A drug manufactured from the saliva of vampire bats could make it easier to protect the brain from stroke damage.
Normally, most stroke patients should get into hospital for "clot-busting" treatment within a few hours.
However, it appears the drug Desmoteplase can make a difference even if given nine hours after the stroke.
At an international stroke conference in San Diego, US, researchers claimed it was the "biggest breakthrough" in stroke treatment in 20 years.
Most strokes happen when a blood clot lodges and blocks a blood vessel within the brain.
This deprives brain cells in that area of the oxygen they need to survive, often leading to brain damage which causes paralysis or weakness in various parts of the body.
Doctors have long stressed the importance of getting this kind of stroke victim treated as soon as possible after the stroke, as it has been shown that long-lasting damage can be reduced if drugs are given to break up the clot and restore blood flow quickly.
However, in the UK, the majority of stroke patients do not receive this thrombolysis treatment within the "window" of a few hours after the stroke.
The latest study, carried out at 44 hospitals in Europe, Australia and Asia, looked at more than 100 patients who were either given standard treatment or a new drug, Desmoteplase.
It is based on a protein extracted from the saliva of vampire bats, who use it to stop their victim's blood clotting while they are feeding.
Crucially, Desmoteplase appears to be able to break up the clots in the brain without adversely affecting blood clotting in other parts of the body - and most importantly, without increasing the risk of "bleeding on the brain".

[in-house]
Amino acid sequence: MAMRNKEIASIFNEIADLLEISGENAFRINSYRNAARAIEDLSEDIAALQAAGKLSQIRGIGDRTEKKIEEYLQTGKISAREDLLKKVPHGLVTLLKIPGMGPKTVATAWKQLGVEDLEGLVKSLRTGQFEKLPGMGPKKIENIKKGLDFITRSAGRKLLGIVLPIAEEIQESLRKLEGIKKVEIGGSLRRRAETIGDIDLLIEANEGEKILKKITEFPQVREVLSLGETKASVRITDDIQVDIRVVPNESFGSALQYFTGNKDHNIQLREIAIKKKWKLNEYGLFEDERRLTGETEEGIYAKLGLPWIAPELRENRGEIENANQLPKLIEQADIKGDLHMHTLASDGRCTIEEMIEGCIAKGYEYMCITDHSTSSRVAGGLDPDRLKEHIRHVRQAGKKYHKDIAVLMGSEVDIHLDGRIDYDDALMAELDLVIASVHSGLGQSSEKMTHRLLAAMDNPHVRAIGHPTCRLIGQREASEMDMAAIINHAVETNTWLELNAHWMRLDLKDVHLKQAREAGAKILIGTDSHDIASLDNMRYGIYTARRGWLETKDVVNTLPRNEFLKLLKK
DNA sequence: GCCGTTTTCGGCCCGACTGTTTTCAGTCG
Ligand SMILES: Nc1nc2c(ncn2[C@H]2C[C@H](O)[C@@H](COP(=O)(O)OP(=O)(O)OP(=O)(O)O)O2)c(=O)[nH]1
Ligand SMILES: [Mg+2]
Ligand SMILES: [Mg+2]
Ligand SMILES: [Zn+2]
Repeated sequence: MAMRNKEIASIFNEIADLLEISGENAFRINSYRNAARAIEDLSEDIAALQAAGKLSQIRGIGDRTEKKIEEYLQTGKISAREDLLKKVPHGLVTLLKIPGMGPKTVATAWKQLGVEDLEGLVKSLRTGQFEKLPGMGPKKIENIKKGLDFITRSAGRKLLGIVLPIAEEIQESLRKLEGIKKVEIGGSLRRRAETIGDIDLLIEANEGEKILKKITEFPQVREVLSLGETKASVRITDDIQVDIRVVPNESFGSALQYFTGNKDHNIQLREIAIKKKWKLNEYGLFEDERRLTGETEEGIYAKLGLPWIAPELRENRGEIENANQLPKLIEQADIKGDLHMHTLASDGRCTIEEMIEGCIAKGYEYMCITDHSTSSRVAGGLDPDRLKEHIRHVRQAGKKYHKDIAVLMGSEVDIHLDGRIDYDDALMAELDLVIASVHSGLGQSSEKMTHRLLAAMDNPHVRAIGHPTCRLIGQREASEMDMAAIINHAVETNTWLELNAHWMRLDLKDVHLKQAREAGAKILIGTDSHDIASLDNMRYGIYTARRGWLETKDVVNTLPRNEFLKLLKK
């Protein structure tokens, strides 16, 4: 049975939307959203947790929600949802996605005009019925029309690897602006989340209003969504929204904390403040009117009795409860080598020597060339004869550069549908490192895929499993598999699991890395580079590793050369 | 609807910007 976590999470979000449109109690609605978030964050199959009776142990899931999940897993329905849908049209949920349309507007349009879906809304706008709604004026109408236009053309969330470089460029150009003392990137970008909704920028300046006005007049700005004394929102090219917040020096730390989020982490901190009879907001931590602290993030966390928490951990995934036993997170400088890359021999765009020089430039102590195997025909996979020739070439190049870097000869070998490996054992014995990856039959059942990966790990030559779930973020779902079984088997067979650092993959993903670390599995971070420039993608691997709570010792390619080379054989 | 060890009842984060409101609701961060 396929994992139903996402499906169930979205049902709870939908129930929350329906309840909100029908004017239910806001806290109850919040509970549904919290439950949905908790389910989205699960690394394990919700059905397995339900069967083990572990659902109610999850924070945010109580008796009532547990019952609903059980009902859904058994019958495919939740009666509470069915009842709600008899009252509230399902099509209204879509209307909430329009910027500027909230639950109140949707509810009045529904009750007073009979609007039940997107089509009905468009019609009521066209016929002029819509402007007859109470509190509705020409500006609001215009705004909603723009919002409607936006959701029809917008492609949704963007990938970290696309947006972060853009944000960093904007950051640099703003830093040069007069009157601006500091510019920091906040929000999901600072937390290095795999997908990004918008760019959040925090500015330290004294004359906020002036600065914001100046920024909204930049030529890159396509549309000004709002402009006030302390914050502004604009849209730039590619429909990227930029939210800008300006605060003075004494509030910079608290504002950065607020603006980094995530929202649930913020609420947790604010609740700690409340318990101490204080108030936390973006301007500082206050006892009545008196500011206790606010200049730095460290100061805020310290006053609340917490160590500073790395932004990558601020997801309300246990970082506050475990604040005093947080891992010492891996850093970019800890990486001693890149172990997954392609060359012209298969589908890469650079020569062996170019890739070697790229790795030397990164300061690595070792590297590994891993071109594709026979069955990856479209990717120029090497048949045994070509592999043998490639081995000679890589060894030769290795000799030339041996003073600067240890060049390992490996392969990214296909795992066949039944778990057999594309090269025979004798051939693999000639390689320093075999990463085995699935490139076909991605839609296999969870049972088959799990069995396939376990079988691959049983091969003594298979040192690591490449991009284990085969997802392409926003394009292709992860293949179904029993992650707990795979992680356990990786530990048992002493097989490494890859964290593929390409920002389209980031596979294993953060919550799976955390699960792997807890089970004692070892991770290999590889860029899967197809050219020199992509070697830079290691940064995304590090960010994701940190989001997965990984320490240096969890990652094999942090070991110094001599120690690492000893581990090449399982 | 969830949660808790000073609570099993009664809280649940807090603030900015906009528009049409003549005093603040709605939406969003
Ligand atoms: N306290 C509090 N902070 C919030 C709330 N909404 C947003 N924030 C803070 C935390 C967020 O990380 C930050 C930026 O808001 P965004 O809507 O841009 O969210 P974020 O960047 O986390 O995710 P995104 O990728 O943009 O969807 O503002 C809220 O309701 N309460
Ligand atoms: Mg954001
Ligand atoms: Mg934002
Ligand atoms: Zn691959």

The patients in the trial given the vampire bat drug benefited even when they only received it nine hours after the stroke.
The patients were assessed prior to being given the drug using an MRI scanner, and those most likely to benefit picked out.
This could create problems of access in NHS hospitals - but the widening of the treatment "window" to nine hours would in theory make it much easier for patients to get treated in time.
This could mean that they end up with fewer long-term disabilities from their stroke.
Dr Howard Rowley, from the University of Wisconsin Medical School, said: "The results of the study are exciting because they show specifically how the use of the drug significantly extends the time during which treatment can begin after the onset of stroke symptoms, from three hours to nine hours.
"The impact of these results cannot be overstated - buying more time to treat stroke symptoms means we can give acute stroke victims hope for a better outcome.
"This is the biggest breakthrough I've seen in 20 years."
It is hoped that the drug will gain Food and Drug Administration clearance in the US after results of a further, larger trial due to start within the next few months.